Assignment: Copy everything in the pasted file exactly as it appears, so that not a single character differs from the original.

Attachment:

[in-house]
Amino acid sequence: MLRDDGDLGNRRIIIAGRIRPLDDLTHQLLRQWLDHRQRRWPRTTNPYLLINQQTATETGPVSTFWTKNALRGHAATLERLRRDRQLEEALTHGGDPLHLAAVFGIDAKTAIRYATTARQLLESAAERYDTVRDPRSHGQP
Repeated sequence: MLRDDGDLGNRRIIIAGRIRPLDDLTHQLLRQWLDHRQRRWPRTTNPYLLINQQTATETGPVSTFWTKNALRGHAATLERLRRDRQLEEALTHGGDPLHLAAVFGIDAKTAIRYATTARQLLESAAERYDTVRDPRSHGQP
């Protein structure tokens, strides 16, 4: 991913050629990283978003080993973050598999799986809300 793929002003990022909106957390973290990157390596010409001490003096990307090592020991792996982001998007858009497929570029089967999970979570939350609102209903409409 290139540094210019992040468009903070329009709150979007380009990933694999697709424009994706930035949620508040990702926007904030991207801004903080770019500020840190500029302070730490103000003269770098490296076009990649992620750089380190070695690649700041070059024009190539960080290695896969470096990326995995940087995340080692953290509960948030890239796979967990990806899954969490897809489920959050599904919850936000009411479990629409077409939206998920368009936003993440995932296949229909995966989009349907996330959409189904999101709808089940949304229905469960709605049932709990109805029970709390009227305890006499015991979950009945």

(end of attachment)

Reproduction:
[in-house]
Amino acid sequence: MLRDDGDLGNRRIIIAGRIRPLDDLTHQLLRQWLDHRQRRWPRTTNPYLLINQQTATETGPVSTFWTKNALRGHAATLERLRRDRQLEEALTHGGDPLHLAAVFGIDAKTAIRYATTARQLLESAAERYDTVRDPRSHGQP
Repeated sequence: MLRDDGDLGNRRIIIAGRIRPLDDLTHQLLRQWLDHRQRRWPRTTNPYLLINQQTATETGPVSTFWTKNALRGHAATLERLRRDRQLEEALTHGGDPLHLAAVFGIDAKTAIRYATTARQLLESAAERYDTVRDPRSHGQP
């Protein structure tokens, strides 16, 4: 991913050629990283978003080993973050598999799986809300 793929002003990022909106957390973290990157390596010409001490003096990307090592020991792996982001998007858009497929570029089967999970979570939350609102209903409409 290139540094210019992040468009903070329009709150979007380009990933694999697709424009994706930035949620508040990702926007904030991207801004903080770019500020840190500029302070730490103000003269770098490296076009990649992620750089380190070695690649700041070059024009190539960080290695896969470096990326995995940087995340080692953290509960948030890239796979967990990806899954969490897809489920959050599904919850936000009411479990629409077409939206998920368009936003993440995932296949229909995966989009349907996330959409189904999101709808089940949304229905469960709605049932709990109805029970709390009227305890006499015991979950009945």